Growth

How one of Australia’s top private businesses, Dennis Family Homes, got succession sorted

Cara Waters /

“Hope is not a strategy”, that’s the message from Adele Dennis, one of the family members behind the Dennis Family Corporation.

The Dennis Family Corporation develops residential communities in Victoria and south-east Queensland and currently constructs approximately 1000 homes a year in Victoria and New South Wales.

Dennis outlined how Dennis Family Homes has dealt with the issue of succession at yesterday’s launch of the report Succession Reset: Family Business Succession in the 21st Century

While Dennis Family Corporation was founded by Dennis’ father, Bert Dennis, in 1960 it wasn’t until 1992 that Dennis says her siblings really began to think about the future and “what if” scenarios.

“At that point we knew we were going to become stewards and custodians in our business rather than just traders,” she says.

“We wanted to keep [the business] together and leave it in better shape for the upcoming third generation than we had found it as our father was passing it on to us.”

One of the first hurdles was to acknowledge that the Dennis family was now really five individual families as each of the Dennis children has their own family. 

“My father thinks we are just one big family, we kind of are but we are also five different families,” Dennis says.

“As you introduce more and more in-laws, some people call them out-laws, you get different ideas and different upbringings and different expectations and all those things need to be managed.”

The Dennis family also knew that a lot of the business’ intellectual property and history was all in Bert Dennis’ head.

“The family really needed to understand and to be able to work out a plan for how to unlock that knowledge and IP to be able to withstand the ‘run over by a bus’ scenario happens,” he says.

Here are Dennis’ tips for creating a succession plan:

1. Start by scenario planning

“If I was asked to give advice to a family contemplating a succession journey I would say you need to start by doing some scenario planning and go from there,” Dennis says.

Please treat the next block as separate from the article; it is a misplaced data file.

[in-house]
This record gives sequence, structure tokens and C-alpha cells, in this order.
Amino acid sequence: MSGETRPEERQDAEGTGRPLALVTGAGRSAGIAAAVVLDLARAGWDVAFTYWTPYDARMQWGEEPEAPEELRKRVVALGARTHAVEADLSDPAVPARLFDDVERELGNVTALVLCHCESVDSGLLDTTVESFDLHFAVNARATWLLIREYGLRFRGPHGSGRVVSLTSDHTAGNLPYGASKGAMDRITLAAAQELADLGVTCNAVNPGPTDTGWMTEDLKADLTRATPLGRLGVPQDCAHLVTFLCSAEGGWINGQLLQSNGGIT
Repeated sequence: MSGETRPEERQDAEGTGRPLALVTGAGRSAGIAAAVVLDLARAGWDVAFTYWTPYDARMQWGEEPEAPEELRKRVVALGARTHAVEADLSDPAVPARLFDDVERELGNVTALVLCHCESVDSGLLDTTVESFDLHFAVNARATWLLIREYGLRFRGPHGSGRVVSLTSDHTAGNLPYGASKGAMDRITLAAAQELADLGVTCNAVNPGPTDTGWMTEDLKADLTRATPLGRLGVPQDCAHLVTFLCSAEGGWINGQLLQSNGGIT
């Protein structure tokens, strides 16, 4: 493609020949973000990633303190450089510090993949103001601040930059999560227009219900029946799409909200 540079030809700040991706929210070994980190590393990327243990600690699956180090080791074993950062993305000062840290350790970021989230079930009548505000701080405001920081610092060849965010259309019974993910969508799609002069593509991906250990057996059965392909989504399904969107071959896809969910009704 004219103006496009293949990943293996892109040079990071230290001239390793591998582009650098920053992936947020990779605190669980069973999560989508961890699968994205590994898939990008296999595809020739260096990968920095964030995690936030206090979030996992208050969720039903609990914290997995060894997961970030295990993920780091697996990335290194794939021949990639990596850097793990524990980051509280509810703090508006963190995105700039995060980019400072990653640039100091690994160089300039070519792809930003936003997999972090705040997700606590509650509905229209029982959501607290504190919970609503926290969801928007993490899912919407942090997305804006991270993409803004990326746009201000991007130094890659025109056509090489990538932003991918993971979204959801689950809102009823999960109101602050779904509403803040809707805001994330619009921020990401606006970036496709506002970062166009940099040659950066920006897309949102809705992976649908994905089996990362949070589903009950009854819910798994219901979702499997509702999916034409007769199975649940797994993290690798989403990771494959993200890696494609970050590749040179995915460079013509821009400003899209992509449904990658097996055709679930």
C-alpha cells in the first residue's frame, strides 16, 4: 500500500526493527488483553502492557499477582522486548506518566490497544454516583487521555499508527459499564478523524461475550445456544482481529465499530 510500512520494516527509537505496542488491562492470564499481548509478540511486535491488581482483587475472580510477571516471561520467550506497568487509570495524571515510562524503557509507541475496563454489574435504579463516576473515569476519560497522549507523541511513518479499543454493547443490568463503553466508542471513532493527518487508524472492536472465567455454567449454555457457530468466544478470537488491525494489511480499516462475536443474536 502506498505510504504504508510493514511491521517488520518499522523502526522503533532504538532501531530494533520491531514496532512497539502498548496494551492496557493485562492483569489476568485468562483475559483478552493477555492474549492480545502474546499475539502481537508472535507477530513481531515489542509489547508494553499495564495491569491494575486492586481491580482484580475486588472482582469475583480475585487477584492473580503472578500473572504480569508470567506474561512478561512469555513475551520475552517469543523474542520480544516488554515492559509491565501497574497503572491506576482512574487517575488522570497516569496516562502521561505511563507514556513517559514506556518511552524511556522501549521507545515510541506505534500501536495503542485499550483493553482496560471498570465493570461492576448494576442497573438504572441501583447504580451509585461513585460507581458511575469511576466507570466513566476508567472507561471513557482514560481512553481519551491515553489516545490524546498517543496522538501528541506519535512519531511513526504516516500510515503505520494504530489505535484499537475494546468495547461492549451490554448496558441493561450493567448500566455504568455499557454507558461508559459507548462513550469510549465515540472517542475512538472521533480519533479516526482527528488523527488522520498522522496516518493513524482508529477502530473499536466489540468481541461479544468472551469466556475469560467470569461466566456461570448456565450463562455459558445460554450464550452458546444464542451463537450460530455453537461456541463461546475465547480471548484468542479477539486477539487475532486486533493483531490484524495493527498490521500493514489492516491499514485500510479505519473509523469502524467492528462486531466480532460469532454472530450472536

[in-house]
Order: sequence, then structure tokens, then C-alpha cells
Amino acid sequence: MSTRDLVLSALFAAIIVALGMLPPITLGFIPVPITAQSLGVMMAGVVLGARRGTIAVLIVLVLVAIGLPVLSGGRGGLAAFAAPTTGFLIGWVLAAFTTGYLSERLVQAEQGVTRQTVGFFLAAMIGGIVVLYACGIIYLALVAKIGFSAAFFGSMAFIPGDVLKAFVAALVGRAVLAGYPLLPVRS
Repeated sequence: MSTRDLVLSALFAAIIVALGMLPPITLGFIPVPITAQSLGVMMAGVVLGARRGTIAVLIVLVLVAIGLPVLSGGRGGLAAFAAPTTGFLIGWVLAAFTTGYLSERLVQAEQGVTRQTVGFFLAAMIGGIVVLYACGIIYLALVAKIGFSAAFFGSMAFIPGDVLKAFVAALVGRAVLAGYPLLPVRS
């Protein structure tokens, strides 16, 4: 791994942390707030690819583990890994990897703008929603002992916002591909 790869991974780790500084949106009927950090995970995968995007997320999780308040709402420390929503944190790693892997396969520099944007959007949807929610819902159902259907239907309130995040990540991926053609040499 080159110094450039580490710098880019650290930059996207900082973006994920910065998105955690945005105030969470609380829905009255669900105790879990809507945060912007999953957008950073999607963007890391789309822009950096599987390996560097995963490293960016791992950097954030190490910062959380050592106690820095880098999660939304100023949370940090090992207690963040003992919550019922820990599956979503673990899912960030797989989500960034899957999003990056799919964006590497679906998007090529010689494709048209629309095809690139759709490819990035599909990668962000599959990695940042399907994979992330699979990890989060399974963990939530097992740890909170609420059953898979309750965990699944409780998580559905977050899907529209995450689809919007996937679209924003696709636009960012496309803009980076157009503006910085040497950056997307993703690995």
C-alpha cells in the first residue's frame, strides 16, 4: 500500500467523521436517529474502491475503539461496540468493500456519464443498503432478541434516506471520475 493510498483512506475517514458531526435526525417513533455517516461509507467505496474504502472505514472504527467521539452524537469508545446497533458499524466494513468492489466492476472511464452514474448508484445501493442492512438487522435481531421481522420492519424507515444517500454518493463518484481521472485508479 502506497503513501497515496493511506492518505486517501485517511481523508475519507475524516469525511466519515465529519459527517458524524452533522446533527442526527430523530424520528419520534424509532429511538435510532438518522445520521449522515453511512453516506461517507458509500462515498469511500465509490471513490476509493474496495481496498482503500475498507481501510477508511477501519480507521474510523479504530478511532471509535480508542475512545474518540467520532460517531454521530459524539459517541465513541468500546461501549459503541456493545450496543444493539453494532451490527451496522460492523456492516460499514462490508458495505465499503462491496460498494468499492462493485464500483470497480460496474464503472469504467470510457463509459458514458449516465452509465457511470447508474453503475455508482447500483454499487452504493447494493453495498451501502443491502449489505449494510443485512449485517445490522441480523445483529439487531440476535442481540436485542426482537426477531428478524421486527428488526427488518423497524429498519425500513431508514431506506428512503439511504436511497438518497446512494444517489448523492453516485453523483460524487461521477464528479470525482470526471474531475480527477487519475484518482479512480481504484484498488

“The key decision to make is are you going to be stewards and custodians of the business or are you going to sell the business?”

If you are going to sell the business the path is fairly straight forward but keeping the business involves creating a succession plan. 

2. Map family roles

“We had a consultant map each of our family member’s roles as they were at that time and we reset our family roles removing the day to day operational roles from family members,” Dennis says.

“We currently have no family members in senior management roles we are all in strategic roles, we are all at board level.”

3. Work out market rates

The Dennis family then engaged consultants to benchmark the new roles against industry.

“We began paying market rates, that was a pleasant revelation,” she says.

4. Separate ownership from management

The Dennis family separated ownership from management of the company and held strategy days, one for family members, and one for the business.

5. Flatten your structures

Dennis says the Dennis Family Corporation had always operated as a pyramid structure where “nothing happened unless Dad made a decision at the top”.

The new flattened structure encourages employees to make decisions and removes the bottle neck.

“We were paralysed by indecision as there was so much work going on that not any one person could possibly be across it,” Dennis says.

6. Understand the next generation

The Dennis family engaged consultants to map the education and career aspirations of the next generation.

The family now has a “very clear idea” of who likely candidates will be for board positions.

“We don’t want family members sitting on the board just by default because they can’t get a job anywhere else, because for sure the business will fail if that happens,” Dennis says.

7. Consider setting up a family office

The Dennis family has created a family office, which Dennis heads, which looks after all the matters pertaining to the family and shareholders that are not relevant to the business.

“We started the family office because we recognised we did not want all of our future and wealth tied up in one enterprise,” Dennis says.

“We needed to better manage the risk and strategy going forward.”

8.  Don’t stop

Dennis says succession is an ongoing process.

“Succession for our family has been a long journey and one that will never be over,” she says.

Dennis says a result of the succession planning has been increased deal flow and investment opportunities.

“Basically what we have done is to de-risk our business and our future by managing all of the risks as closely as we can.”

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Cara Waters

Cara Waters is a former SmartCompany editor. Previously, Cara was a senior reporter for the Financial Times' website and worked for The Sunday Times in London.

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